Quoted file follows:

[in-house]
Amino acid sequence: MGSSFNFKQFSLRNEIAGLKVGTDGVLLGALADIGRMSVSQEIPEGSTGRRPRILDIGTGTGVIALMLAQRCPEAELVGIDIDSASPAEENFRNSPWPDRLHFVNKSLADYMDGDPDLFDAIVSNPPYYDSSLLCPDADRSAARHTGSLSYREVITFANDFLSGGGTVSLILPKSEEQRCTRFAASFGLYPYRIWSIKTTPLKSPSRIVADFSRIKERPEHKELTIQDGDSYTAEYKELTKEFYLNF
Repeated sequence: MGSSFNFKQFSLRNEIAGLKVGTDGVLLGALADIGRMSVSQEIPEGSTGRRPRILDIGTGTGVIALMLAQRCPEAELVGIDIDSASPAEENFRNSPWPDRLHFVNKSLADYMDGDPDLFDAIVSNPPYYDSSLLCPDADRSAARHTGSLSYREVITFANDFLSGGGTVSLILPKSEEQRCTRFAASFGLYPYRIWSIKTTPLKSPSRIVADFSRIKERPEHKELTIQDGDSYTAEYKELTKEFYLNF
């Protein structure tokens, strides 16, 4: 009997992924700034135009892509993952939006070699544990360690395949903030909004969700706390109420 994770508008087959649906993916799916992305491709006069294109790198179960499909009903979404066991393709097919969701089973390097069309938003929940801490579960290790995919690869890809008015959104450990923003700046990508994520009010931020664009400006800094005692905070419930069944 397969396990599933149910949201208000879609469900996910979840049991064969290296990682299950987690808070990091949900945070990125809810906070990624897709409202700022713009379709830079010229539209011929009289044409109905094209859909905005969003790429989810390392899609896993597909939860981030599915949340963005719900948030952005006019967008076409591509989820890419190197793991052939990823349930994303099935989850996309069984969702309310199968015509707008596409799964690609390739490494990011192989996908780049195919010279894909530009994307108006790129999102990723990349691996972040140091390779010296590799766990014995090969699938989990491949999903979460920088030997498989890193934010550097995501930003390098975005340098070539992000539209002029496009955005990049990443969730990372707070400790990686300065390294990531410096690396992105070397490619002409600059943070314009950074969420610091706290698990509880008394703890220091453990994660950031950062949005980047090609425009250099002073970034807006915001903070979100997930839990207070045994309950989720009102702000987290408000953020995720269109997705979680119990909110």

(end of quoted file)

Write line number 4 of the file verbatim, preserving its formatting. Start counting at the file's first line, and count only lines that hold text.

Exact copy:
């Protein structure tokens, strides 16, 4: 009997992924700034135009892509993952939006070699544990360690395949903030909004969700706390109420 994770508008087959649906993916799916992305491709006069294109790198179960499909009903979404066991393709097919969701089973390097069309938003929940801490579960290790995919690869890809008015959104450990923003700046990508994520009010931020664009400006800094005692905070419930069944 397969396990599933149910949201208000879609469900996910979840049991064969290296990682299950987690808070990091949900945070990125809810906070990624897709409202700022713009379709830079010229539209011929009289044409109905094209859909905005969003790429989810390392899609896993597909939860981030599915949340963005719900948030952005006019967008076409591509989820890419190197793991052939990823349930994303099935989850996309069984969702309310199968015509707008596409799964690609390739490494990011192989996908780049195919010279894909530009994307108006790129999102990723990349691996972040140091390779010296590799766990014995090969699938989990491949999903979460920088030997498989890193934010550097995501930003390098975005340098070539992000539209002029496009955005990049990443969730990372707070400790990686300065390294990531410096690396992105070397490619002409600059943070314009950074969420610091706290698990509880008394703890220091453990994660950031950062949005980047090609425009250099002073970034807006915001903070979100997930839990207070045994309950989720009102702000987290408000953020995720269109997705979680119990909110």